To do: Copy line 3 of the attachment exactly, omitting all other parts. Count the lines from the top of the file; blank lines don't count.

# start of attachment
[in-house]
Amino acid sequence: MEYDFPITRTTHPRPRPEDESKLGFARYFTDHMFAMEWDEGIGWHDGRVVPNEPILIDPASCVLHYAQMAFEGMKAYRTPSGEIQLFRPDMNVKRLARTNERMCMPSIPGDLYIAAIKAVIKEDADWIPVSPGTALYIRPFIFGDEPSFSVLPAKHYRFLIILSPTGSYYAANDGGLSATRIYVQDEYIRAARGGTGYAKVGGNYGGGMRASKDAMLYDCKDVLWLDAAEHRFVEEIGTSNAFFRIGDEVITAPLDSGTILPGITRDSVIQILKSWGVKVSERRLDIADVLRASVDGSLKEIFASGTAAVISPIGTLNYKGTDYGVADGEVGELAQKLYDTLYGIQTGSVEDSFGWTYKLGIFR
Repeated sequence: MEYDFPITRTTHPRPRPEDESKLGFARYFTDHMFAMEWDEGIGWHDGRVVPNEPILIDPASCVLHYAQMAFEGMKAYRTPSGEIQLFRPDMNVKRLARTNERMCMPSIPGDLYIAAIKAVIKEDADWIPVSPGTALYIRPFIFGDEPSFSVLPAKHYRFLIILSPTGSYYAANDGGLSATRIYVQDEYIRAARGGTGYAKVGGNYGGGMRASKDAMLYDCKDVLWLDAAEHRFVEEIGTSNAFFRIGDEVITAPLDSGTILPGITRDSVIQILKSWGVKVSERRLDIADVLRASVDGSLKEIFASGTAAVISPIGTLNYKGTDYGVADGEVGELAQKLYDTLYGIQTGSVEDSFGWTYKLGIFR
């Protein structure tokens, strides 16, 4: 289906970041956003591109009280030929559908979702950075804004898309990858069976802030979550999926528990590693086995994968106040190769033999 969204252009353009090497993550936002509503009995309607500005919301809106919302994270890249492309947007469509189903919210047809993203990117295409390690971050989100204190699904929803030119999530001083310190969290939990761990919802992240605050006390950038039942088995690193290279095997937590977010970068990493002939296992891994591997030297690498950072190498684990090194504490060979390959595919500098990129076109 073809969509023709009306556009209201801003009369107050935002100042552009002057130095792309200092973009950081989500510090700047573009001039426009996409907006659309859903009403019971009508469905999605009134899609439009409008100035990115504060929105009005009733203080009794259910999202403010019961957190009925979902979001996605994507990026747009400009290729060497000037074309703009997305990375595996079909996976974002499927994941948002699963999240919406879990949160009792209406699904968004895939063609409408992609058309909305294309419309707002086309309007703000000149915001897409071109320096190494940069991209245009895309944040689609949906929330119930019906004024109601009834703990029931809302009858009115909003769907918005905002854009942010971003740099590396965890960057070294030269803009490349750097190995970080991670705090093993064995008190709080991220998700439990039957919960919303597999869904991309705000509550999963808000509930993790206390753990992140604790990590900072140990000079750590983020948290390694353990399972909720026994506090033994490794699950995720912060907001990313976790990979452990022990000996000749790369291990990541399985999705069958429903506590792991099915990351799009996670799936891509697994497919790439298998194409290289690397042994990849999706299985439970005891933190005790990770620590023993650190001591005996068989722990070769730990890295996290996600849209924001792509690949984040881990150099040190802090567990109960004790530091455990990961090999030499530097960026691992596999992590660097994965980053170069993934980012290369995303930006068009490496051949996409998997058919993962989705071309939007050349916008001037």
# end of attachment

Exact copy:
Repeated sequence: MEYDFPITRTTHPRPRPEDESKLGFARYFTDHMFAMEWDEGIGWHDGRVVPNEPILIDPASCVLHYAQMAFEGMKAYRTPSGEIQLFRPDMNVKRLARTNERMCMPSIPGDLYIAAIKAVIKEDADWIPVSPGTALYIRPFIFGDEPSFSVLPAKHYRFLIILSPTGSYYAANDGGLSATRIYVQDEYIRAARGGTGYAKVGGNYGGGMRASKDAMLYDCKDVLWLDAAEHRFVEEIGTSNAFFRIGDEVITAPLDSGTILPGITRDSVIQILKSWGVKVSERRLDIADVLRASVDGSLKEIFASGTAAVISPIGTLNYKGTDYGVADGEVGELAQKLYDTLYGIQTGSVEDSFGWTYKLGIFR